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314ème régiment d'infanterie américaine



On September 6, the 314th turned south to crack the new German defense line in the section around the Moselle River. A swift advance brought the regiment to Charmes where it bridged the Moselle on September 12. A week later the 314th crossed the Mortagne River and fought to the Meurthe River near Frambois.
During the following three Weeks, the 314th experienced some of its bitterest fighting at the Meurthe and in the Foret de Parroy.
The Third Battalion established a bitterly contested bridgehead across theMeurthe on September 21-22. The Germans were in strong defense positions in the Parroy Forest, which had been a haven for their predecessors in World War I. For over a Week the fighting raged in the darkness of the forest, but the fighting tenacity of the 314th was not to be denied and the Foret de Parroy was taken.
The regiment fought on in the area, capturing Fort de Manonviller. Le Remabois, and Embermaneil Station, until October 23 when, after 128 days of continuous combat, the 314th was relieved and given a well-earned rest near Luneville.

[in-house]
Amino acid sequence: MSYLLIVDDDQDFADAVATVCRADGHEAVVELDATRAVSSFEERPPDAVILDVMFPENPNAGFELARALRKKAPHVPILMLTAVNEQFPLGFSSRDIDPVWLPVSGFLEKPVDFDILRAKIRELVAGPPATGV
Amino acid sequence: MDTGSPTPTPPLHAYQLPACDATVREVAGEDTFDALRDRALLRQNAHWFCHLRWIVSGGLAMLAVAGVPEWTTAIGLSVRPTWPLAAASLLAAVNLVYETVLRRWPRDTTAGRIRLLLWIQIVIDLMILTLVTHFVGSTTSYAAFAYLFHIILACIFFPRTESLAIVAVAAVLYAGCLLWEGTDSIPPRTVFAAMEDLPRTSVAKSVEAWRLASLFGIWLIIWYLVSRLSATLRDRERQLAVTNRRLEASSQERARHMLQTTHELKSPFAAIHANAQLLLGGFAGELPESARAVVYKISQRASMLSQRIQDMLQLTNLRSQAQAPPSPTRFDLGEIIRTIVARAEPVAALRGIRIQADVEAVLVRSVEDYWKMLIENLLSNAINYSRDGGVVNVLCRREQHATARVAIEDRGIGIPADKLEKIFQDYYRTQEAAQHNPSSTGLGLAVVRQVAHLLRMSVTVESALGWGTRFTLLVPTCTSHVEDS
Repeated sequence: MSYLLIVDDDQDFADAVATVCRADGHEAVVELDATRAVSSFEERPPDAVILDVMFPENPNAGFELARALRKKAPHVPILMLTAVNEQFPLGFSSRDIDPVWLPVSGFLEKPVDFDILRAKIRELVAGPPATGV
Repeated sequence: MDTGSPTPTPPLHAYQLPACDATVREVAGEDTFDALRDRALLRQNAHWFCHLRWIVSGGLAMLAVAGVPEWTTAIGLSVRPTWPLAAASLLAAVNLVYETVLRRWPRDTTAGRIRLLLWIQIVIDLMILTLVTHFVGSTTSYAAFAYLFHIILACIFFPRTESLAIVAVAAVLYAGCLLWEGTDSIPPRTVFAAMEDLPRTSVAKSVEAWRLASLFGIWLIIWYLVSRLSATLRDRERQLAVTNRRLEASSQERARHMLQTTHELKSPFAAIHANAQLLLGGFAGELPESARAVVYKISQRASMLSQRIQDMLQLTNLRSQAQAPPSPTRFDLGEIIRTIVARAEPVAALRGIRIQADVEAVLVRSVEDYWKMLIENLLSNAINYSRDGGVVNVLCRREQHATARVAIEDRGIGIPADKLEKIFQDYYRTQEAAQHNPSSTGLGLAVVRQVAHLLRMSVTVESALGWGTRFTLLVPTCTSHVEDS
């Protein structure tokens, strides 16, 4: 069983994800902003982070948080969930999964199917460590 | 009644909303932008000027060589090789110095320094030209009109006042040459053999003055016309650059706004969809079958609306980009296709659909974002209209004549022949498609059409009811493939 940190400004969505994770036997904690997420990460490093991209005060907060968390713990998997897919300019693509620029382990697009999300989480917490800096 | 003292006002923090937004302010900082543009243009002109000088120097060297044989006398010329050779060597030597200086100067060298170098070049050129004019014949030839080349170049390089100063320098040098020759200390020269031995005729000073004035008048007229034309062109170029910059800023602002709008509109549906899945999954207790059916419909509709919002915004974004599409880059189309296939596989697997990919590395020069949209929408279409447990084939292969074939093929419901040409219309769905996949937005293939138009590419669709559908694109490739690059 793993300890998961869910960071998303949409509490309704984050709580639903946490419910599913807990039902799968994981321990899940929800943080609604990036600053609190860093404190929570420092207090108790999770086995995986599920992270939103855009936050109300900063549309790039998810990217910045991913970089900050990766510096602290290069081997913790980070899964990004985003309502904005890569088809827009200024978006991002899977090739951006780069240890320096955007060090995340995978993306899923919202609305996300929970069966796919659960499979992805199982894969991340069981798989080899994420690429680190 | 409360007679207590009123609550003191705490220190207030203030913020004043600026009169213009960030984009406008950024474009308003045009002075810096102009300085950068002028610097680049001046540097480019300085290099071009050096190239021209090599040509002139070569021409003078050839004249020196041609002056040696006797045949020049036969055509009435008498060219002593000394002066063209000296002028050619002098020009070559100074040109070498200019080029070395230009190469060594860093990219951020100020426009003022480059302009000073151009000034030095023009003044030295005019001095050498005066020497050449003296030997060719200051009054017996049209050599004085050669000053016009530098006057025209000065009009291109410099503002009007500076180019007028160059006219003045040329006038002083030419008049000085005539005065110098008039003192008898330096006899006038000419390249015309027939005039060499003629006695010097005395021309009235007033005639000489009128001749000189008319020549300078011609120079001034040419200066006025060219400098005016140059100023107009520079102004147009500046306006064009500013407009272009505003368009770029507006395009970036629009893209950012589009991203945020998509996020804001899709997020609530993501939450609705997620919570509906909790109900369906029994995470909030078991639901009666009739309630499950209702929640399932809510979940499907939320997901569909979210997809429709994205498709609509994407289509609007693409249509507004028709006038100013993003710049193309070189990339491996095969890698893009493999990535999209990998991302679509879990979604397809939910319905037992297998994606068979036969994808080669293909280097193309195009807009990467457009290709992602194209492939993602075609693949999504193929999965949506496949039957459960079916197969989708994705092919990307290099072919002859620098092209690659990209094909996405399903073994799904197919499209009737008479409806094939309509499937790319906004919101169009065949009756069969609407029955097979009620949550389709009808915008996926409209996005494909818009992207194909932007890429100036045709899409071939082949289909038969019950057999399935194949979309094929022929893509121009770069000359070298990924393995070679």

November 13, the 314th was back in action near Montigny to drive the enemy back to the Fatherland. The regiment fought through Fremonville, Ancerviller, Mitting, Harbouey, Barbas, Phalsbourg. and other cities, and followed the French through the Saverne Gap into Alsace.


Gen. George C. Marshall, Chief of Staff. U.S. Army. leaving the 79th Division C. P. in the Foret de Parroy.

Maj. Gen. Ira T Wyche C.G., 79th Division, and staff briefing in the Foret de Parroy, France.

The Troops of the 314th Infantry marching along a muddy road, lined with tanks, Parroy Forest after clearing this area of the forest of the Germans.

Pvt. William J. Agan of Company "E." writes a letter home from inside Fort Manonviller, 10 miles east of Luneville. France.

Can of gasoline provides illumination for this card game of men of Company "E" inside Fort Manonviller, France.

Maj. Gen. Ira T. Wyche. Commanding General, 79th Division. presents awards to men of the 314th at LuneviIIe, France.

Lining up for doughnuts and coffee being served by the American Red Cross in Luneville, France, are these men of the Second Battalion.


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